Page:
Is there a word, phrase or allusion which represents the opposite of a Pyrrhic Victory: a tactical defeat which led to a strategic victory, either accidental or intended? After all, there must be one for almost every Pyrrhic victory.
If the victory was so costly it led to defeat, then its opposite would be a loss that was so advantageous it led to victory:
2(In chess) an opening move in which a player makes a sacrifice, typically of a pawn, for the sake of a compensating advantage:
Pyrrhic Defeat Theory suggest increasing power by increasing the cost of a battle:
the idea that those with the power to change a system, benefit from the way it currently works.
In criminology, pyrrhic defeat theory is a way of looking at criminal justice policy. It suggests that the criminal justice system’s intentions are the very opposite of common expectations; it functions the way it does in order to create a specific image of crime: one in which it is actually a threat from the poor. However, to justify the truth of the idea there must be some substance to back it up. The system needs to fight crime, to some extent at least, but to an amount only to control it and ensure it stays in a prominent position in the public eye, not enough to eliminate it.
en.wikipedia.org emphasis mine
Attrition warfare employs the notion of pyrrhic defeat.
History records a number of heroic defenses that resulted in short-term defeat or even disaster, but that either wore down or delayed the enemy—and inspired allies fighting in the same cause—and thus contributed to subsequent victory in the larger war. Of these some have become bywords for what might be called "Pyrrhic defeats": "a Thermopylae," "an Alamo," "a Bataan."
However, some such defeats don't yield the later payoff—for example, (from a Southern Confederate perspective) "a Vicksburg," or (from a French perspective) "a Dien Bien Phu." A contemporaneous commentary following the battle of Verdun—"The End of an Illusion," from the New York Tribune, reprinted in The Bulletin (August 1916) is instructive in this regard:
This is what Lloyd George means, this is what Allied diplomacy and statesmanship mean. This is the voice of England, of Russia, and, above all, the voice of heroic France, which has borne so far a wholly disproportionate burden of the losses and the suffering, but has borne it with a heroism that will remain forever memorable and with an endurance unshaken after nearly two years. Verdun will yet rank as a second Thermopylae in the history of our civilization, a Thermopylae which surpasses the ancient in the single fact that it was a victory, and not a defeat, since the Barbarians did not pass.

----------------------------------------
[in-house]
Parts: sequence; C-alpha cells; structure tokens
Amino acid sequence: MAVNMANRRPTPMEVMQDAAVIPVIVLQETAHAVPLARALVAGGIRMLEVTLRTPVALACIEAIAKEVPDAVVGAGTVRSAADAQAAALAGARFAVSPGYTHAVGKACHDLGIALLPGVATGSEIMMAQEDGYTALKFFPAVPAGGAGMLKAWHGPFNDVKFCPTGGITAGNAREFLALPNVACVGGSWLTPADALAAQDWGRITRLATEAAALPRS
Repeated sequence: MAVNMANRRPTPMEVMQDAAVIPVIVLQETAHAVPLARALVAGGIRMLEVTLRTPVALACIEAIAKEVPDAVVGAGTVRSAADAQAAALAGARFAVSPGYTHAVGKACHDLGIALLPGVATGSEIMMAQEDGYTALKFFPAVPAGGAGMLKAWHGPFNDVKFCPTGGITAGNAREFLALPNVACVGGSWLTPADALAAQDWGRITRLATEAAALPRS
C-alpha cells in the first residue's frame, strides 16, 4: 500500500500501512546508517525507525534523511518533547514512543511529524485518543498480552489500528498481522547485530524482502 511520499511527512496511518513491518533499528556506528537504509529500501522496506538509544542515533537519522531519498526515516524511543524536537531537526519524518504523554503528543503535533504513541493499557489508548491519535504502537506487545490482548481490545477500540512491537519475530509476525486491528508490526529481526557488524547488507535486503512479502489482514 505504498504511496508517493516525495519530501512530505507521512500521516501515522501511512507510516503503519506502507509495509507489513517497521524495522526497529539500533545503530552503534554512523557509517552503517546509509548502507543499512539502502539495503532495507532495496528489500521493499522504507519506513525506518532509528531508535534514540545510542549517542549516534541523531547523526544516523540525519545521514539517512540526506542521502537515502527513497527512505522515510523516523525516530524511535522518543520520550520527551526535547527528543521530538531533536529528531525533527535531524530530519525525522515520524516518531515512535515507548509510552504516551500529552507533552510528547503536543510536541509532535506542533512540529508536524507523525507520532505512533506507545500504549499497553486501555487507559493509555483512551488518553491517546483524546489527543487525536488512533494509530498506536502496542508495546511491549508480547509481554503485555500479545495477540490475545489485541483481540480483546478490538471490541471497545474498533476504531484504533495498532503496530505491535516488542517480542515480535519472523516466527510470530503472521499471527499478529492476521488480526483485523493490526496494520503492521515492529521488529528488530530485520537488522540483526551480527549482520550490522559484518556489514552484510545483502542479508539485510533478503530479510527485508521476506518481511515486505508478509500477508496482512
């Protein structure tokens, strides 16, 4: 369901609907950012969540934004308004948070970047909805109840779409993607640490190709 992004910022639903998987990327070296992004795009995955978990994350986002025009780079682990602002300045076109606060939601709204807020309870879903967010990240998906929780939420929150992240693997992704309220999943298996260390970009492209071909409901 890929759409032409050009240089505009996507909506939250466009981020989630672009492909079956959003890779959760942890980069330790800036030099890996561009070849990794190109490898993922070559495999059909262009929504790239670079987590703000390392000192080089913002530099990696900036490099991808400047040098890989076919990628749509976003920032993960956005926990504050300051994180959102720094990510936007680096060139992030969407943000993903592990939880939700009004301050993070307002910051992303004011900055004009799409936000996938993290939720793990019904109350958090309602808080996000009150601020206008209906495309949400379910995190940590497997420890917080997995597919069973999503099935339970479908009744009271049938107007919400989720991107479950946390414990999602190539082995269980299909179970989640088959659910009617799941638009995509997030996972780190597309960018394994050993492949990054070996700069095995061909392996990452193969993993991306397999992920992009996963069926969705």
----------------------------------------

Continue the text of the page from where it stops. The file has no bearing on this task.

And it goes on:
Today it's difficult to think of the carnage of World War I as anything but a pointless slaughter of soldiers and civilians from every nation concerned. I doubt that anyone looks at Verdun and says "Pyrrhus would have loved the effect that battle ultimately had on the outcome of the war."
You might say it was a suicide mission, or that that group made a sacrifice for a more critically important success; they were sacrificial lambs. In the muzzle-loading rifle days you might call your doomed first wave assaulters the forlorn hope. A more aggressive suicide mission might be described as a kamikaze attack.
I think what you have in mind is not the "Pyrrhic Defeat". Pyrrhus scored a victory against the other side by sacrificing too much, almost losing. What the losing side is experiencing is the feeling "we lost but we almost took them down with us". The example you give with the separatist party seems more like an unwitting victory to me (obviously referring to the influence gained and not the referendum).
You could, perhaps, borrow a term from the world of commerce and say "The battle of xxx was a loss leader", or "xxx was a loss-leading battle".
From the OED [paywalled]:
loss leader n. Commerce
an article put on sale at a non-profit-making price in order to attract potential buyers of other articles;
(Interestingly, to me at least, I assumed this was a fairly modern phrase, but the OED's earliest citation is from 1922).
This would primarily cover the intentional aspect of the original question (a well-managed company shouldn't accidentally offer goods at below the break-even price), but I can envisage the phrase also being used for the accidental case ("We didn't know it at the time, but the "no" vote in the referendum turned out to be a loss leader.").